We love and care for your canals and rivers, because everyone deserves a place to escape.

Kay Chown shares her account of the heartening events that unfolded after this well-loved Todmorden pub on the Rochdale Canal was flooded on Boxing Day.

The Golden Lion The Golden Lion

The Golden Lion is a spacious pub and music venue next to the Rochdale Canal in Todmorden. The floor is covered in easily-cleaned flagstones for a reason – it was closed for two years after the 2012 floods and again on Boxing Day 2015. Kay Chown works behind the bar and was there for the flooding, and for the incredible community clean-up that followed.

I was staying in Hebden Bridge and I was woken up by the sound of the river bursting its banks. It sounded like a train going right past the window, a massive whooshing noise. I realised that my house and my workplace were going to be in big trouble, so I walked home across Halifax Road. It’s not a journey I ever want to repeat because I was wading through water up to my chest in places. The river and the canal had merged into one.

I got home and grabbed my dog. I put my favourite chair on top of a table, put my massage bed upstairs – because that’s half my income – grabbed a change of clothes and abandoned the house because water was coming in quite fast. I didn't even shut the front door. I went to my friend’s house up the hill.  

I could see water spewing through the windows of the Lion. The river had come over the floodwall and there was a torrent surging through the pub. It burst through the front door, through the windows, it came in at the back. There was literally a torrent of water.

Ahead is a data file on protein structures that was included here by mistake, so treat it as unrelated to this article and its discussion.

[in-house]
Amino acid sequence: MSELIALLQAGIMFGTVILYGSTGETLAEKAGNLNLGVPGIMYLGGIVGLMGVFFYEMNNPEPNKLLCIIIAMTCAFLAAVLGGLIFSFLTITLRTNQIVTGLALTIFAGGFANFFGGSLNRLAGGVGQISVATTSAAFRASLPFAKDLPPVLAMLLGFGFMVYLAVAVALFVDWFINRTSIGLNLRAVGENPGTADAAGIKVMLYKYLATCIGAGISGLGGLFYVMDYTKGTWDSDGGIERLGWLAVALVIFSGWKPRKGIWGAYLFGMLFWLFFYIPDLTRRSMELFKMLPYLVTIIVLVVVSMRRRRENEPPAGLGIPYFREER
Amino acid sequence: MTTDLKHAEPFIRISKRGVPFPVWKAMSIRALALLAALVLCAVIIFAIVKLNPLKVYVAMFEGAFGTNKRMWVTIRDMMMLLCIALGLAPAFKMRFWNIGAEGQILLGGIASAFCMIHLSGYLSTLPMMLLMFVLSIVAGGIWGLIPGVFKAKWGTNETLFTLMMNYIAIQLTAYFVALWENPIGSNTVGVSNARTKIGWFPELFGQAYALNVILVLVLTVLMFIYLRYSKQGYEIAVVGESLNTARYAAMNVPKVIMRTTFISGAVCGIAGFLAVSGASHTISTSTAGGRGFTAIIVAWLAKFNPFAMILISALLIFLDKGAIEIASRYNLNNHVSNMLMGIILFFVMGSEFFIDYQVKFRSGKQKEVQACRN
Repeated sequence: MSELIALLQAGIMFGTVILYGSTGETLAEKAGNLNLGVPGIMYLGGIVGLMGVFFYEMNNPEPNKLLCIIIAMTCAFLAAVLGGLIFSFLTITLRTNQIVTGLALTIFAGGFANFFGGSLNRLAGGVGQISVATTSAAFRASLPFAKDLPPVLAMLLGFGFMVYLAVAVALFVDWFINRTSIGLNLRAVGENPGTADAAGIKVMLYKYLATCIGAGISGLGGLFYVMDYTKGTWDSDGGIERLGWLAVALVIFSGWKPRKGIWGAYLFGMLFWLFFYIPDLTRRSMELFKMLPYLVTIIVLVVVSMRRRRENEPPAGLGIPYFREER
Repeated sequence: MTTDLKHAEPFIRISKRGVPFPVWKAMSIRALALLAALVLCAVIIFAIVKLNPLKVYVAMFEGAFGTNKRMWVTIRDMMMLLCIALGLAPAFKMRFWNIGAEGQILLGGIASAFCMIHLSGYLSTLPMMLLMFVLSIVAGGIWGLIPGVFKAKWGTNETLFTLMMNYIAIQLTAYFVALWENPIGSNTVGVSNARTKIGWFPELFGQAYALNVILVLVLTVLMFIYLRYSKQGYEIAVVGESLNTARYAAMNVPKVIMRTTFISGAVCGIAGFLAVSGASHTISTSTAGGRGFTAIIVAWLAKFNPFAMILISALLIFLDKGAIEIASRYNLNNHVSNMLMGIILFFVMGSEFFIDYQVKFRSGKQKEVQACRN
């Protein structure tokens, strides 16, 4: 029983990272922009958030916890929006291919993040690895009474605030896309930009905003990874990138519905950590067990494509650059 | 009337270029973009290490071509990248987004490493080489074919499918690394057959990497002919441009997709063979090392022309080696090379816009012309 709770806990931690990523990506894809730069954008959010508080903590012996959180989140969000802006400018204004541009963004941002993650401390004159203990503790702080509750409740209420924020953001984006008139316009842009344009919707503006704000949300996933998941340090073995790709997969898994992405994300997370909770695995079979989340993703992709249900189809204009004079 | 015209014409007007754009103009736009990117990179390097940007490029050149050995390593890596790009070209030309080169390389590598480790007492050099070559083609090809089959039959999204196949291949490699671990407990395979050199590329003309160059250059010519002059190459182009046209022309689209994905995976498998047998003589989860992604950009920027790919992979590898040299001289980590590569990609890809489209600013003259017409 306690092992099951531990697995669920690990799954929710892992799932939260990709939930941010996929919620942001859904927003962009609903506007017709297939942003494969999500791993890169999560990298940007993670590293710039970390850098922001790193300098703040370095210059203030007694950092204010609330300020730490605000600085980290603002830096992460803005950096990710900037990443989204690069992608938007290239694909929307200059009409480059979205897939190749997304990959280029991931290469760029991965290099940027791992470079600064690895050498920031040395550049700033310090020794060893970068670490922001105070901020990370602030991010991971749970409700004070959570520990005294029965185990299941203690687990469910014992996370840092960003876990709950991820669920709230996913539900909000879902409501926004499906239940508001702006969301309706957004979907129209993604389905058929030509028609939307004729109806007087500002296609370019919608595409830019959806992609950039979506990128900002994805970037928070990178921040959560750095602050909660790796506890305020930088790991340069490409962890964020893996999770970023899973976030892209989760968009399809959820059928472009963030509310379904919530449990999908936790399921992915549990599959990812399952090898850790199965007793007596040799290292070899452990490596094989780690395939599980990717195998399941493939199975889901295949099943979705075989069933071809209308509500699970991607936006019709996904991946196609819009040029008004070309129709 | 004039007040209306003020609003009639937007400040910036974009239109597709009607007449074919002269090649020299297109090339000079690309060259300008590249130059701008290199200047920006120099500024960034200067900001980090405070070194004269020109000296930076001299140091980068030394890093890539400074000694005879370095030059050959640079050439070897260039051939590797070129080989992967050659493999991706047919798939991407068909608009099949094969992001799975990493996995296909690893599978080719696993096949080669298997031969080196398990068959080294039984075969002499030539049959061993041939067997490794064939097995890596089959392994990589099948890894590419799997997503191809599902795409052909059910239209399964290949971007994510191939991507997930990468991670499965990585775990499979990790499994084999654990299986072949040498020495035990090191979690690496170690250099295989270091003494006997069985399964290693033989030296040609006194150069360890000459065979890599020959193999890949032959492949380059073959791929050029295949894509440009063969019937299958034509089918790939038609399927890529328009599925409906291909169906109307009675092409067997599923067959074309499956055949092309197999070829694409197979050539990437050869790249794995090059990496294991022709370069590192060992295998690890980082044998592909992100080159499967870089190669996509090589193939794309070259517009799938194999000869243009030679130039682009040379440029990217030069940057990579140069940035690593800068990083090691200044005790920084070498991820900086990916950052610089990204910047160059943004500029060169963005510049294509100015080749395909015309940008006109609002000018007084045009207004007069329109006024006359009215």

Things weren’t looking great and I really was thinking the worst. The Golden Lion landlady, Gig, posted something on Facebook to the effect of 'right, when the water has died down tomorrow we’re all going to clear up'. She sounded so positive and practical. The next morning I went to the town hall – they were already really well organised – got some buckets, mops and cleaning products. When I got home there were four people, total strangers, waiting outside my house, asking if I needed any help. I went through the drill: rip the floor up, take all the furniture out, scoop all the muck up, then start mopping. Because there were five of us it took two hours instead of five.

By the time I got to the Golden Lion there was already 40 or 50 people cleaning up. Gig was here in a pair of silver hotpants. People were cleaning the silt and muck outside. We had people hosing the floor and brushing it down. We had a lovely guy who’s a head chef at a pub in Littleborough decontaminating the kitchen. It was a hive of worker ants all knowing exactly what they’re doing. We got our heads down and cracked on and we opened for New Years Eve. I went from total despair to feeling properly elated.

It refocused people about what they value. The thought of losing the Golden Lion was horrifying to people. It’s not just a bog-standard pub. We have a lot of live music, upstairs and downstairs, open mic nights and a lot of community groups meet up here.

There’s a lot going on in Todmorden, and the thought of that being lost was horrific. We’re a small community and we’re coming out of a long period of depression. So much good has come out of it, that sense of empowerment in the community. It was an authentic expression of genuine productive and resourcefulness. It was a feeling of being really blessed.

Last date edited: 4 March 2016